Policy Advocacy Programmes
WCIC as a voice for women

The Women’s Chamber of Industry and Commerce Sri Lanka’s Advocacy Program is a core component of WCIC. Since 1985 the Chamber has embarked on several advocacy programs which has supported our mission to emerge as the pre-eminent organization in Sri Lanka for advancing the interests and views of business women in Sri Lanka.

As a voluntary business association WCIC plays a central role in defending the rights of women owned businesses, advocating for policy reform that drives entrepreneurship and prosperity, and represents the voices and needs of small and medium sized businesses.
Advocacy Projects
South Asian Women’s Economic Network



In February 2013, the Center for Private Enterprise in Washington D.C., USA brought together 15 leaders of key women’s chambers and associations from the south Asian region. The initial focus was on building an effective network among the South Asian women’s business associations, so they can share experience and ideas. WCIC was represented by Rifa Musthapa in Dhaka. The other organizations were from Pakistan, Bangladesh, Nepal, India and Butan. By June 2014, CIPE’s fifth series of networking and training session focused intensively on policy advocacy.

The lessons learnt from CIPE Training sessions were:
  • We have to run a chamber or association like a business
  • Members come First. Our orientation has to be on members instead of projects.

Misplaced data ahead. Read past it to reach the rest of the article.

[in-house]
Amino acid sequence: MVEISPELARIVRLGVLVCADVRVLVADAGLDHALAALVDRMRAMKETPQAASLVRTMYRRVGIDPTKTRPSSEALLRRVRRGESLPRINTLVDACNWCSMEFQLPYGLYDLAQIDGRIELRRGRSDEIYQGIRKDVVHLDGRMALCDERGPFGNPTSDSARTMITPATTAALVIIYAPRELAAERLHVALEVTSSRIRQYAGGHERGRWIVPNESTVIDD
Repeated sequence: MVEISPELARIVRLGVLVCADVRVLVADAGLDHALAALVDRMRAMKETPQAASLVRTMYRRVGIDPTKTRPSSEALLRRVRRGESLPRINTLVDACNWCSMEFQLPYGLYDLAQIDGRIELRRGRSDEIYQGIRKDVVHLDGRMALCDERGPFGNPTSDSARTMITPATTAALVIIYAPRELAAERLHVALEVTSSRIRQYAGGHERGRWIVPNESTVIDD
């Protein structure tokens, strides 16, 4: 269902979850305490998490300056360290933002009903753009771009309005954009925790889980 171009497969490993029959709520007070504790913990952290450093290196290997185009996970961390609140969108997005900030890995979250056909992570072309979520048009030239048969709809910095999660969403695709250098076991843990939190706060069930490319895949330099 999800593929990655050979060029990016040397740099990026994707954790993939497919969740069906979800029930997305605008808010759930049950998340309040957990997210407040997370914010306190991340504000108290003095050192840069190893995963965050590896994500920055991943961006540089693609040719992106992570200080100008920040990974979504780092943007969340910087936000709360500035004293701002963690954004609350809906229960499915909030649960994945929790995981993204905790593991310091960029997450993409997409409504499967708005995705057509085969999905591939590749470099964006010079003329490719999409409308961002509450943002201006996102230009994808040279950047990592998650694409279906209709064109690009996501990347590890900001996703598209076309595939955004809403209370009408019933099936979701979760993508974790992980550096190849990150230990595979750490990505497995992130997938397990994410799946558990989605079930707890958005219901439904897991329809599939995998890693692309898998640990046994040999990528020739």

• We have to strengthen board governance ensuring leadership training and succession planning. Institute clear responsibilities for the board members.
  • Successful advocacy requires strong networks and communication strategies.
In August 2014, WCIC with a small grant from CIPE and the support of BWCCI, FLO and AWAKE developed and carried out our first small advocacy initiative. In January 2015, WCIC published their first Policy Brief headed by Refa Mustapha, Renuka Fernando and Sarrah Sammoon.


Fostering Women’s Entrepreneurship in Sri Lanka



In January 2015, WCIC presented a Policy Brief ‘Fostering Women’s Entrepreneurship in the SME Sector in Sri Lanka’ to Minister Rishad Bathuideen, Ministry for Industry and Commerce for Sri Lanka for collaborative action with all the stakeholders, including the government. At this meeting Minister Baduideen reiterated that the government aims to introduce legislation to ensure at least 25% of women’s representation n Provincial Councils and Local Government Bodies. He said, “our government is keen to seen enhanced women’s pariticpation not only in governance but even in economy as well. Therefore this latest initiative by WCIC is timely.”